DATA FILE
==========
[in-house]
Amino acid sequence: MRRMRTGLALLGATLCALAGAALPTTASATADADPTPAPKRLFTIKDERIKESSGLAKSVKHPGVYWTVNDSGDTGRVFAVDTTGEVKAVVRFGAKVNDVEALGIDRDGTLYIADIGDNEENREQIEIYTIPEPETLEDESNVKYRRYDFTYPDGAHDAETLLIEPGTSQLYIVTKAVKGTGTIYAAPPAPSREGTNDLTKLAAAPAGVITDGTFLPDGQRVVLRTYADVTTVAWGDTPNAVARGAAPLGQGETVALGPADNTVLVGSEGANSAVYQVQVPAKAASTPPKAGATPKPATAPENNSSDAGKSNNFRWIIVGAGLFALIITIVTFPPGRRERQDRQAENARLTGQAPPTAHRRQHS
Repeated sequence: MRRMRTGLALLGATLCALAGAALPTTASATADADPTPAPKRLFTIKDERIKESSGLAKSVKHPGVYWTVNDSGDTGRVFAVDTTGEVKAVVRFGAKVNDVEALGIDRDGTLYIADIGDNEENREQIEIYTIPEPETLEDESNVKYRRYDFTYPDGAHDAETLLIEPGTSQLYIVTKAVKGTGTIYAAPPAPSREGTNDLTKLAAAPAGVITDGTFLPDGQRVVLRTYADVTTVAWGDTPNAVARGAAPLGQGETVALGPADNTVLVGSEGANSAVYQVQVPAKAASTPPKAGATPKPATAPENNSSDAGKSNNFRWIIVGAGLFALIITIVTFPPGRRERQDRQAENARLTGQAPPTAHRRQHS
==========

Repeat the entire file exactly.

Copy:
[in-house]
Amino acid sequence: MRRMRTGLALLGATLCALAGAALPTTASATADADPTPAPKRLFTIKDERIKESSGLAKSVKHPGVYWTVNDSGDTGRVFAVDTTGEVKAVVRFGAKVNDVEALGIDRDGTLYIADIGDNEENREQIEIYTIPEPETLEDESNVKYRRYDFTYPDGAHDAETLLIEPGTSQLYIVTKAVKGTGTIYAAPPAPSREGTNDLTKLAAAPAGVITDGTFLPDGQRVVLRTYADVTTVAWGDTPNAVARGAAPLGQGETVALGPADNTVLVGSEGANSAVYQVQVPAKAASTPPKAGATPKPATAPENNSSDAGKSNNFRWIIVGAGLFALIITIVTFPPGRRERQDRQAENARLTGQAPPTAHRRQHS
Repeated sequence: MRRMRTGLALLGATLCALAGAALPTTASATADADPTPAPKRLFTIKDERIKESSGLAKSVKHPGVYWTVNDSGDTGRVFAVDTTGEVKAVVRFGAKVNDVEALGIDRDGTLYIADIGDNEENREQIEIYTIPEPETLEDESNVKYRRYDFTYPDGAHDAETLLIEPGTSQLYIVTKAVKGTGTIYAAPPAPSREGTNDLTKLAAAPAGVITDGTFLPDGQRVVLRTYADVTTVAWGDTPNAVARGAAPLGQGETVALGPADNTVLVGSEGANSAVYQVQVPAKAASTPPKAGATPKPATAPENNSSDAGKSNNFRWIIVGAGLFALIITIVTFPPGRRERQDRQAENARLTGQAPPTAHRRQHS